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Encarts presse

Les campagnes d'encarts publicitaires d'Avaaz, financés par des milliers de petits dons, ont été une plateforme pour nos messages et influencé les politiques dans le monde entier.

Stand With The Maasai

Avaaz placed a full page ad on page 7 the East African newspaper in May 2013, signed by the Maasai elders of Ngorongoro District, warning President Kikwete that ruling party CCM would lose the crucial Maasai vote in the next general election if the president did not drop plans to clear thousands of Maasai villagers from their land in Loliondo. According to the plan, the government would clear 1,500 kilometres of the Loliondo Game Controlled Area, removing villages and schools and preventing thousands of Maasai from grazing their herds on land that has been theirs for generations.

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Rough Justice in India: MPs fight to keep criminals in power

A hard hitting full page ad by Indian cartoonist Satish Acharya was published by Avaaz in The Indian Express ahead of an expected Parliamentary vote. The ad, showing MPs clubbing a judge, has been filed on behalf of over 65,000 Indian citizens who backed the Avaaz campaign demanding that politicians accept the Supreme Court ruling to cast out convicted criminals from politics.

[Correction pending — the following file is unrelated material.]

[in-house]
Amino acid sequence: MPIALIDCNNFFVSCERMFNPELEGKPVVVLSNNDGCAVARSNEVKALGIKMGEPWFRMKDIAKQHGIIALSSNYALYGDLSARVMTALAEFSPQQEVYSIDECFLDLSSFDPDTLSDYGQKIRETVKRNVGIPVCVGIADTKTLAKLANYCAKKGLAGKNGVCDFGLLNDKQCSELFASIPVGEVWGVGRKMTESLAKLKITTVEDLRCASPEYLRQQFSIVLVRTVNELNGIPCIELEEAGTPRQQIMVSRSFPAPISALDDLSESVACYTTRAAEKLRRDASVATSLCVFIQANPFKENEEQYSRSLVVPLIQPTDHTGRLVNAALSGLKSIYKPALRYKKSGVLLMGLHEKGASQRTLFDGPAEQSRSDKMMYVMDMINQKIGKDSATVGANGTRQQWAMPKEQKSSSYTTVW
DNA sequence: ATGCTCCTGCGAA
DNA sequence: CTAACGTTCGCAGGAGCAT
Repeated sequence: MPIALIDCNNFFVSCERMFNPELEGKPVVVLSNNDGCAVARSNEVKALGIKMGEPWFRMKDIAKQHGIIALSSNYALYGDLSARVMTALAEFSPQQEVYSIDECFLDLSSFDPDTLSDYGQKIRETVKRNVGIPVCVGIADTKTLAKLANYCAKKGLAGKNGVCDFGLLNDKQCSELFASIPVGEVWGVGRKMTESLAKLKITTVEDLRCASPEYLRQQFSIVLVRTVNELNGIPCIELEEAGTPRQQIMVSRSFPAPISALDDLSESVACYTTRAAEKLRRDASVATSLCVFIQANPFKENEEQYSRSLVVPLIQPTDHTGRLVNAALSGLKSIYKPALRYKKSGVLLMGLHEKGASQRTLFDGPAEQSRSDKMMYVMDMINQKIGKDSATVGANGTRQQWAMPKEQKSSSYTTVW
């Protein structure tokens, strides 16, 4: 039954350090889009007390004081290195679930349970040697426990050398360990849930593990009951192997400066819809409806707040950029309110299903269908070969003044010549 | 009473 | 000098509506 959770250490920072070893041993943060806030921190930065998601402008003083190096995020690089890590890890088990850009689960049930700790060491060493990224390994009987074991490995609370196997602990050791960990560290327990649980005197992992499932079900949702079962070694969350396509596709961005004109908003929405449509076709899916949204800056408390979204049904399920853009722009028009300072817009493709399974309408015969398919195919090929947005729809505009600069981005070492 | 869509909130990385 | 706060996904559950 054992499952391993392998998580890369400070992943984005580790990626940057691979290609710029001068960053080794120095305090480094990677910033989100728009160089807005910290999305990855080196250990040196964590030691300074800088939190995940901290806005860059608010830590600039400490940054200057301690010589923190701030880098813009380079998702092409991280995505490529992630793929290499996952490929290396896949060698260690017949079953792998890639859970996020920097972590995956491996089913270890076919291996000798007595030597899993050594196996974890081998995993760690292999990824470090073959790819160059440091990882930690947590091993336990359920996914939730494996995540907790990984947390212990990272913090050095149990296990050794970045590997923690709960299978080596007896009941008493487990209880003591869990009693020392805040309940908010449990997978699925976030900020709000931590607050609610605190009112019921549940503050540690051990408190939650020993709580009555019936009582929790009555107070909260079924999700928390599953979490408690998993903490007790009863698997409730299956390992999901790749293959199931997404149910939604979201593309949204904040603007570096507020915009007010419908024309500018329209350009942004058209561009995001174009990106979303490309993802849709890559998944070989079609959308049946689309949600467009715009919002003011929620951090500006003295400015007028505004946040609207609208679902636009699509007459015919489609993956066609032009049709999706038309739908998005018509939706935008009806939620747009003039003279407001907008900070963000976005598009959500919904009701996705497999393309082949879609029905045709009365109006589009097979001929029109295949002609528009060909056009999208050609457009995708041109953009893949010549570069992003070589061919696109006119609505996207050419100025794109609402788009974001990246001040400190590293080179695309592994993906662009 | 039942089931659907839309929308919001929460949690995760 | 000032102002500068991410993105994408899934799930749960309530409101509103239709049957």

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Stop Rape in West Bengal

The debate on rape and violence against women in West Bengal is being crushed with people to scared to people out. In an attempt to break the silence, Avaaz tried to take out adverts with 5 advertisers -- all of whom refused. In response, Avaaz blew this story up in the Indian media with NDTV, CNN-IBN and Reuters all covering the attempt to quash the debate.

President Zuma can save her life

On Thursday 9th August 2012, Avaaz unveiled a hard-hitting ad campaign in Johannesburg Airport’s International Arrivals Hall, South African Airways’ inflight magazine, and key Google search engines, calling on President Zuma to ban the trade of lion bones to make fake ‘medicines’ sold in Asia. The ads - which target tourists visiting South Africa - kickstart the second phase of a global campaign that began on June 27th in the form of petition signatures. So far over 697,011 people worldwide have called on president Zuma to ban the lion bone trade.

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Campaign to Save Rio and Save the Planet

Over one million people have called for an end fossil fuel subsidies at the Rio Earth Summit -- but world leaders have failed to deliver on this no-brainer policy. Now, the only chance to save the talks from disaster rests with Brazil's Dilma. This ad calling on her to emerge a planet hero, will appear in the Financial Times tomorrow.

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Campaign to Save Rio+20